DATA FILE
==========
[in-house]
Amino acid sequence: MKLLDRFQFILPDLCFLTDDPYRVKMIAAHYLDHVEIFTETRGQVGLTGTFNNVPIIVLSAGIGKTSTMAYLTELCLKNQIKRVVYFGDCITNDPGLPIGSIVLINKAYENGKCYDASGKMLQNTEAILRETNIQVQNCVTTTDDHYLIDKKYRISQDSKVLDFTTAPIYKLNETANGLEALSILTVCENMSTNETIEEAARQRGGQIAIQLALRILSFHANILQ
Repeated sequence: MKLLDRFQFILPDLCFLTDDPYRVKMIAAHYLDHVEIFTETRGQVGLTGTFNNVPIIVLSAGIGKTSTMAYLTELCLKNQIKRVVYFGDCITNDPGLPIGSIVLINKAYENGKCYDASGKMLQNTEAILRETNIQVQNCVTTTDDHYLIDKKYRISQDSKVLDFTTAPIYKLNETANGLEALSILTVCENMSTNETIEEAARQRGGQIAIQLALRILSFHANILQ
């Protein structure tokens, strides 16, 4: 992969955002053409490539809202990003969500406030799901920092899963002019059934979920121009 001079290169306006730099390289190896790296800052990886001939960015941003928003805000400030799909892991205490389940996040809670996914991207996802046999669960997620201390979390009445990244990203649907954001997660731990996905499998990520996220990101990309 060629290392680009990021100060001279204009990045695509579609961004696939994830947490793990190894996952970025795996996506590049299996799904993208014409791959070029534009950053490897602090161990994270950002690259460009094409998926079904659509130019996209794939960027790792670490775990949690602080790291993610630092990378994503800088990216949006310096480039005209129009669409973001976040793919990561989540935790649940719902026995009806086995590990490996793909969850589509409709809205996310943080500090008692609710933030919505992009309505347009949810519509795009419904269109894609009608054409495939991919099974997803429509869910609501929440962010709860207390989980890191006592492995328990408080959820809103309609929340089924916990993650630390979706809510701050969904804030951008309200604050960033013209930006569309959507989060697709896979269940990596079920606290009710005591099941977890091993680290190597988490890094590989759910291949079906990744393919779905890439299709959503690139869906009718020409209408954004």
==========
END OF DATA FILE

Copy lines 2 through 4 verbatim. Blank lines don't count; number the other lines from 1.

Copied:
Amino acid sequence: MKLLDRFQFILPDLCFLTDDPYRVKMIAAHYLDHVEIFTETRGQVGLTGTFNNVPIIVLSAGIGKTSTMAYLTELCLKNQIKRVVYFGDCITNDPGLPIGSIVLINKAYENGKCYDASGKMLQNTEAILRETNIQVQNCVTTTDDHYLIDKKYRISQDSKVLDFTTAPIYKLNETANGLEALSILTVCENMSTNETIEEAARQRGGQIAIQLALRILSFHANILQ
Repeated sequence: MKLLDRFQFILPDLCFLTDDPYRVKMIAAHYLDHVEIFTETRGQVGLTGTFNNVPIIVLSAGIGKTSTMAYLTELCLKNQIKRVVYFGDCITNDPGLPIGSIVLINKAYENGKCYDASGKMLQNTEAILRETNIQVQNCVTTTDDHYLIDKKYRISQDSKVLDFTTAPIYKLNETANGLEALSILTVCENMSTNETIEEAARQRGGQIAIQLALRILSFHANILQ
């Protein structure tokens, strides 16, 4: 992969955002053409490539809202990003969500406030799901920092899963002019059934979920121009 001079290169306006730099390289190896790296800052990886001939960015941003928003805000400030799909892991205490389940996040809670996914991207996802046999669960997620201390979390009445990244990203649907954001997660731990996905499998990520996220990101990309 060629290392680009990021100060001279204009990045695509579609961004696939994830947490793990190894996952970025795996996506590049299996799904993208014409791959070029534009950053490897602090161990994270950002690259460009094409998926079904659509130019996209794939960027790792670490775990949690602080790291993610630092990378994503800088990216949006310096480039005209129009669409973001976040793919990561989540935790649940719902026995009806086995590990490996793909969850589509409709809205996310943080500090008692609710933030919505992009309505347009949810519509795009419904269109894609009608054409495939991919099974997803429509869910609501929440962010709860207390989980890191006592492995328990408080959820809103309609929340089924916990993650630390979706809510701050969904804030951008309200604050960033013209930006569309959507989060697709896979269940990596079920606290009710005591099941977890091993680290190597988490890094590989759910291949079906990744393919779905890439299709959503690139869906009718020409209408954004």